But I do love being outside and grabbing what little pieces of it I can. Thoreau might find today’s ideals of communing with nature somewhat ridiculous. So much as been pushed out that great effort is made to create sanctuaries for what’s left, such as the one square inch of silence in Washington State’s Olympic National Park. Noise pollution is just as much of a problem as sky pollution (though the suburbs are quieter here, just not very dark). Who besides Zen monks and hunters spends hours of uninterrupted time surrounded by trees and silence? My last four-hour stint with Mother Earth was hanging out in a nest at a Big Sur glamping resort where I could walk uphill for sushi. Saturday night, I lasted less than 10 minutes just standing alone on the frosty grass watching the stars, no street lamps interrupting my view. Temperatures had dropped to the thirties, and while I wore a hat and warm coat, my body was still holding on to September.

Yet that ten minutes mattered. I felt my nerves disentangle a bit, my pulse settle, my thoughts slow down. Watching the whorls of stars, a wave of calm moved through me, something I hadn’t experienced since being out on the California coast last summer. The night sky made me feel small. And for that I was thankful.

Winter Break

Spring holds its breath in the Shawangunk Mountains. It’s been one of the mildest winters in years–terrible for skiing–great for hiking. Nature looks confused; buds bloom next to anemic patches of snow while a pond layered with both ice and melting puddles sleepily weighs its options. We traveled to Mohonk Mountain House in New Paltz, New York, thinking this would be the winter we would introduce Anna to skiing. Sixty degree temperatures quickly scrapped that plan and instead we enjoyed a restful 26 hours at a place we can’t wait to visit again.

The Shawangunks lie at the foot of the Catskills, which lie at the foot of the Adirondacks. Pretty by East Coast standards, these blue mountains roll for miles like a gentle lake; nothing juts into the sky or looms over the land like the mountains out west. I had never even heard of the Shawangunks until this past week despite living only about 80 miles south of them and Mohonk Mountain House. Francisco Goldman and I have never met, but I have him to thank for introducing me to this area; it was mentioned in his 2011 novel “Say Her Name,” a beautiful, sad story about a marriage that ended abruptly because of a rogue wave off the coast of Mexico. Mohonk Mountain House was a place he and his wife had frequented. Now, it can be ours.

We only spent one night there; Mohonk Mountain House is not a budget hotel. Ranked by CondeNast Traveler with a placement on its 2011 Gold List, and praised by Organic Spa magazine, and Travel & Leisure, this Victorian castle on a rock attracts those who seek a certain kind of outdoor tranquility. Rustic without rust. The outdoors as ones with disposable income imagine it to be. The “House” is about five or six cavernous mansions linked together; the Alfred Smiley family recognized they had a good thing and kept adding on. Floors undulate like water as you move from section to section. Yet despite the large maze that is Mohonk, the rooms feel cozy and intimate. Fires crackle in stone hearths everywhere; velvet sofas sit patiently in every corner of every hallway; potted amaryllises on windowsills plead with the sun for more. There are no televisions in the hotel rooms; just fireplaces and balconies overlooking a partially frozen pond. Don’t worry. You won’t miss the remote. There are 2,200 acres of bucolic beauty outside, and inside, if you’re not snuggling up in front of your fireplace reminiscing about your amazing day, you’ve done something wrong.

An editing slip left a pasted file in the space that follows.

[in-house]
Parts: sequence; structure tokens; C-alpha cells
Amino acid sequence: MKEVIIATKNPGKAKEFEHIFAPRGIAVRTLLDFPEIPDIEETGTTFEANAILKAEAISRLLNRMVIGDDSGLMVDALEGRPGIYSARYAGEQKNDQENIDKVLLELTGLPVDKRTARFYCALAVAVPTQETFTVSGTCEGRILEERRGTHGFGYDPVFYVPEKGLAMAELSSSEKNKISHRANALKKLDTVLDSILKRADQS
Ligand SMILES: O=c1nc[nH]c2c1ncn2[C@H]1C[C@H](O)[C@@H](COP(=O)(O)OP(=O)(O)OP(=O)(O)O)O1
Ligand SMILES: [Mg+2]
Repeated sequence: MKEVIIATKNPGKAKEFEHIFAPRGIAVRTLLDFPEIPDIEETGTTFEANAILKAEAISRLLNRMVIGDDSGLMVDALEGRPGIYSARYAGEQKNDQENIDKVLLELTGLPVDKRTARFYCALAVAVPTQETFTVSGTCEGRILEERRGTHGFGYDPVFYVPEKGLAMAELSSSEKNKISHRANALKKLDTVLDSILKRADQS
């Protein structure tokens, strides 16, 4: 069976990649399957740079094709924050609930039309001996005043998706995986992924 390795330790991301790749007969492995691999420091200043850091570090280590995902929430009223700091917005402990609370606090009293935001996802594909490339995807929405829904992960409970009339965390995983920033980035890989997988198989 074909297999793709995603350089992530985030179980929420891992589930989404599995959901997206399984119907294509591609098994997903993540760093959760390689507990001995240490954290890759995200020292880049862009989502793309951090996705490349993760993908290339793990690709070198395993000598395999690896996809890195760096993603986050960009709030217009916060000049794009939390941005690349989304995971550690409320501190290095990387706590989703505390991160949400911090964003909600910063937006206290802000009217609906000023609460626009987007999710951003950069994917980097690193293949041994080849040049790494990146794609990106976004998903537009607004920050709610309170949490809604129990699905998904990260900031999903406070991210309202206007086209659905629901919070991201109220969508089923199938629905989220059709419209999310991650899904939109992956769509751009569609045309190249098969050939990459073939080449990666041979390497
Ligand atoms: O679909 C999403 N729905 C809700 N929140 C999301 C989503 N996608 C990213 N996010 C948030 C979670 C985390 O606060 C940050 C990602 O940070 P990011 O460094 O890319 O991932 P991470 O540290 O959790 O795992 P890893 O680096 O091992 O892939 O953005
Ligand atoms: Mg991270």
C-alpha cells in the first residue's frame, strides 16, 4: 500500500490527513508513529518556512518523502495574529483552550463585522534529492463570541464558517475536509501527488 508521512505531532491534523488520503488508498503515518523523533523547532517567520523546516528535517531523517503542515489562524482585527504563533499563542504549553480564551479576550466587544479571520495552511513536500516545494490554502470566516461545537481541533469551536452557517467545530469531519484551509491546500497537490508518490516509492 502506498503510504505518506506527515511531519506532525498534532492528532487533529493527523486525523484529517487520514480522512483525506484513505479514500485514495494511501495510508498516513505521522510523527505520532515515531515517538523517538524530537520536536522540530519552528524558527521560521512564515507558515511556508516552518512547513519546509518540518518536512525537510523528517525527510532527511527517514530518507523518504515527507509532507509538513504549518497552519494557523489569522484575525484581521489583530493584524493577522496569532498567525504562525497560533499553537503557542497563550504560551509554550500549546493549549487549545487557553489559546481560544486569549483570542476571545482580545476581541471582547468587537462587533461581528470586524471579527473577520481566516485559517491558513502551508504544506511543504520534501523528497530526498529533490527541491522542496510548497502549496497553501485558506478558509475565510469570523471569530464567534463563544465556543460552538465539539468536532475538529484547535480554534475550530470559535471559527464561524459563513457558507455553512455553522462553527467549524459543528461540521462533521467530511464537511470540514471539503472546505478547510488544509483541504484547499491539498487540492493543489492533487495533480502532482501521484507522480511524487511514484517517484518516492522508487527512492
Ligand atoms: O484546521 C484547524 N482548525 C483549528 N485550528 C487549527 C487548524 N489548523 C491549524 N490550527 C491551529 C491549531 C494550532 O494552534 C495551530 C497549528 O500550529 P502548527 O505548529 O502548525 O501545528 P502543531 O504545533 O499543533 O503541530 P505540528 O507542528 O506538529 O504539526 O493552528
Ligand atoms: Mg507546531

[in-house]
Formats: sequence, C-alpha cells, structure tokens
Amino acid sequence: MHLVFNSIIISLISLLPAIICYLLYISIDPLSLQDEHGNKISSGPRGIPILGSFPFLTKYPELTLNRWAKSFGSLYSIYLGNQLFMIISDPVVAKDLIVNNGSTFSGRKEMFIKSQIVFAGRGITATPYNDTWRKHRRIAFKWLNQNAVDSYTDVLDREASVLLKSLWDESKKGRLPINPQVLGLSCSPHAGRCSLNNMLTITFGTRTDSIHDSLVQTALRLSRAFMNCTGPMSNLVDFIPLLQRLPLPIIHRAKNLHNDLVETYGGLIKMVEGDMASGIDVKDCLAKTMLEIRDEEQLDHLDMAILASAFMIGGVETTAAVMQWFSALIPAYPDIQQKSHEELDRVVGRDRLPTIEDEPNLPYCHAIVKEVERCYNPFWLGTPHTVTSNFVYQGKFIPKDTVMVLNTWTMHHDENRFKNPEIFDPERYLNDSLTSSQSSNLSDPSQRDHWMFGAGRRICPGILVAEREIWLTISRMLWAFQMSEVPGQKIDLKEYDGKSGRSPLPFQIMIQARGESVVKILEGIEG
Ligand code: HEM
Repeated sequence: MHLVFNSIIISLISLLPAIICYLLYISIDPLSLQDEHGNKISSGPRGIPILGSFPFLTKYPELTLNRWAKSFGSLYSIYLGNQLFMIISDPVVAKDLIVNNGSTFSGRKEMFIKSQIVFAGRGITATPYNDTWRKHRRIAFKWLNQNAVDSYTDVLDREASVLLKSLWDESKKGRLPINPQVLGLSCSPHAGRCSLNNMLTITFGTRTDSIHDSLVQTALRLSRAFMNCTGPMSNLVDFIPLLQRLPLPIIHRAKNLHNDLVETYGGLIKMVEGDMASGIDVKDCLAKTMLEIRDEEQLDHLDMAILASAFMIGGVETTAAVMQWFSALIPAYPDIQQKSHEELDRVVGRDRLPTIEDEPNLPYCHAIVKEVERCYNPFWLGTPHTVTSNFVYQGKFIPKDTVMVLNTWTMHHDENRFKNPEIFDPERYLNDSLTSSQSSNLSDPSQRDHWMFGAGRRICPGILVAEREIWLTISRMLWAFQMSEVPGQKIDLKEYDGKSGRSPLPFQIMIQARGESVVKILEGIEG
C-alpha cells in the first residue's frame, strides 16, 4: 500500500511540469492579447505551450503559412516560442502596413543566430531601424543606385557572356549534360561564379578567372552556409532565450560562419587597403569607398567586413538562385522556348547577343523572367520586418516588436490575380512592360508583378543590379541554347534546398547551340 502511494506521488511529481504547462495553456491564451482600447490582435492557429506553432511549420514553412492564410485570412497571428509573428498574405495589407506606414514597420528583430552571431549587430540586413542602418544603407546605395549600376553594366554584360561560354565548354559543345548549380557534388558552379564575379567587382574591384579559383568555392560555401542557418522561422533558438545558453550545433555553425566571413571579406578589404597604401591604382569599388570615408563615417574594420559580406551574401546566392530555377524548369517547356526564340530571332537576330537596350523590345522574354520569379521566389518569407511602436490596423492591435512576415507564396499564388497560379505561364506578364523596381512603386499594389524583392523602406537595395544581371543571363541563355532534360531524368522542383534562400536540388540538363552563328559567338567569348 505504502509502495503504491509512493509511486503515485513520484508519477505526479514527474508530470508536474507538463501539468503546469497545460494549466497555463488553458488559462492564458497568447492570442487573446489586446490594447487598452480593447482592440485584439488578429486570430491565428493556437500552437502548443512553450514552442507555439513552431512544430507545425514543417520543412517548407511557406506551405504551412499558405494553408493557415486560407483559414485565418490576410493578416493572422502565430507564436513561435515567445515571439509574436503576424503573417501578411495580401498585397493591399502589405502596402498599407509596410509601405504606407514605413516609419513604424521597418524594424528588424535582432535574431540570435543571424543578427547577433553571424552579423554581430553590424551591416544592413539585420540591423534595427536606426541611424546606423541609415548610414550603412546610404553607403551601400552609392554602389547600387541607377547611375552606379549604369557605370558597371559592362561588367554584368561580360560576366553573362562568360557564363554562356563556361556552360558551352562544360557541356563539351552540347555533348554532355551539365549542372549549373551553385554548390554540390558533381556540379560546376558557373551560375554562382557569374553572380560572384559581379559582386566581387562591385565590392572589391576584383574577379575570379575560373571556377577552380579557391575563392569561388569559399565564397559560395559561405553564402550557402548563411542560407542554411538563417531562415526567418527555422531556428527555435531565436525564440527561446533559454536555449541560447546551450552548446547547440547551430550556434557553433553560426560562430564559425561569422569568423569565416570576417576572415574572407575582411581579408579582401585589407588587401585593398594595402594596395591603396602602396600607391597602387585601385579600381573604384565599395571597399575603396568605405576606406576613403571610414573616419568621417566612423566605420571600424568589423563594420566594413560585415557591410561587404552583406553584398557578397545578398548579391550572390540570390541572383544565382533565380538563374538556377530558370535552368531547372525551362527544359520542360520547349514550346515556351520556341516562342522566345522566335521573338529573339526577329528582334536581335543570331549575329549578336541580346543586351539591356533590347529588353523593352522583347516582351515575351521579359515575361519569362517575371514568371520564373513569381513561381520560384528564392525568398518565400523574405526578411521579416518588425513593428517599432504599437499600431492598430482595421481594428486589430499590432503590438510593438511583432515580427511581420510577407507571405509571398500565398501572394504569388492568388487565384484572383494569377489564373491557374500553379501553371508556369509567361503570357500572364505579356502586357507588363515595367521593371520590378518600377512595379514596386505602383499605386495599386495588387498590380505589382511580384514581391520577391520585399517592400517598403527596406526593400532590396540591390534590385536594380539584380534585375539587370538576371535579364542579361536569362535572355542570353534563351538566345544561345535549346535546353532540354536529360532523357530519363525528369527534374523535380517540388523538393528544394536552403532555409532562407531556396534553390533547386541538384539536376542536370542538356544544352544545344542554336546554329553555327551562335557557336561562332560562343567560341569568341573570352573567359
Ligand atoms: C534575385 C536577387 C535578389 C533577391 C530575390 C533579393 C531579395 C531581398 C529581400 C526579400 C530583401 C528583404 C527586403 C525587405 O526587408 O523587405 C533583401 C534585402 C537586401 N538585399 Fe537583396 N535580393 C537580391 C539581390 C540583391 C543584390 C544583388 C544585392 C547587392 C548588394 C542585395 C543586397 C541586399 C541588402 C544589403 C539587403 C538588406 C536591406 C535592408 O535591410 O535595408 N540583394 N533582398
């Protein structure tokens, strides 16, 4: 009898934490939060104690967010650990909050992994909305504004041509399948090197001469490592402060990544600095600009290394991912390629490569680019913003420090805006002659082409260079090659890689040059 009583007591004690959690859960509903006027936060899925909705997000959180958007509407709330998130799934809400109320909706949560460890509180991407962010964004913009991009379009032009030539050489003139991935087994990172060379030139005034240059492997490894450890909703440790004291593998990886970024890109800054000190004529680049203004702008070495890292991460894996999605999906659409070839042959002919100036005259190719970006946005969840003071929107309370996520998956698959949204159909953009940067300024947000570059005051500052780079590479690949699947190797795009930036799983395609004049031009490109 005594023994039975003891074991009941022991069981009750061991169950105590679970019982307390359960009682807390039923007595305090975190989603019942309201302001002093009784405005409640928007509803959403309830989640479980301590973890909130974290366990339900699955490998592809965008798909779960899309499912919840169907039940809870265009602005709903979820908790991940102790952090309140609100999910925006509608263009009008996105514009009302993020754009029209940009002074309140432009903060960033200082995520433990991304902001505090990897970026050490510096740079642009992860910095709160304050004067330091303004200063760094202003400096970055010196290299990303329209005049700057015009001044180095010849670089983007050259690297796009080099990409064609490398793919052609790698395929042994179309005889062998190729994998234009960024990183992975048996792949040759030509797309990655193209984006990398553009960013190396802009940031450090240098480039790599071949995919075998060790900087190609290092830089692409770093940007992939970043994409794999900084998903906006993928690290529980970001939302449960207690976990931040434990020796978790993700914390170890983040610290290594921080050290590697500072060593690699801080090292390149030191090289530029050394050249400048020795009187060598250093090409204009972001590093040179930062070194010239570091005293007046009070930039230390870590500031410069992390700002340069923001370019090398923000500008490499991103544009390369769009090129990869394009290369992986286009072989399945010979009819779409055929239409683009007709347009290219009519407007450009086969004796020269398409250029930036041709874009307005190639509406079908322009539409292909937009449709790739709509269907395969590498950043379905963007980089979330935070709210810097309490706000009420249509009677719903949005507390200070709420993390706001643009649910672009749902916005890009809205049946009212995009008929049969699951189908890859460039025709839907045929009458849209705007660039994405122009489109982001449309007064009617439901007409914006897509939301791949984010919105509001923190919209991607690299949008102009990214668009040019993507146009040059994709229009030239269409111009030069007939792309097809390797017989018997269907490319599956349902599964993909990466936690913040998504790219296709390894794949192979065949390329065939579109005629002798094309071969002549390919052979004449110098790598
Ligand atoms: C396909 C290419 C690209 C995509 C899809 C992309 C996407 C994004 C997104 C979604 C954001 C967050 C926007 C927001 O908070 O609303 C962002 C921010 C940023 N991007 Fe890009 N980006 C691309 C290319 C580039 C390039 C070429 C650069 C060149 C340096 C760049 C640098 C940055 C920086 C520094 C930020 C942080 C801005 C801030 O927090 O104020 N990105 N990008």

During our first day, we skated, hiked, then swam. On our second day, we mixed it up more by swimming, skating and then hiking. Access to all the facilities are included in the price, however, we missed out on complimentary snow tubing and cross country skiing because of the lack of snowfall, and the horses were on their winter break, too, so no horse back riding. Next time. The price also includes a robust buffet of breakfasts, lunches and dinners in a large dining room overlooking the Shawangunks. There is also afternoon tea and cookies in the Lake Lounge held promptly at 4 pm. Get there on time or early if you want to enjoy your tea and cookie from the comforts of another velvet couch facing another fireplace. We came back physically tired and emotionally rested. No doubt the changes in the seasons unearth Mohonk’s secrets. We’re looking forward to a summer time jaunt so we can experience the private lakeside beach and watch the fish. The gardens are said to be stunning. During our stay there, everything was brown and the only real color was the way the sky shifted across the Shawangunks. On the ground, bare branches were caught up in knots, as if twisted in thought about what to do next. Kids wore mittens and snowsuits but complained about being too warm. Was it winter? Was it spring? No one seem to know for sure that late February day.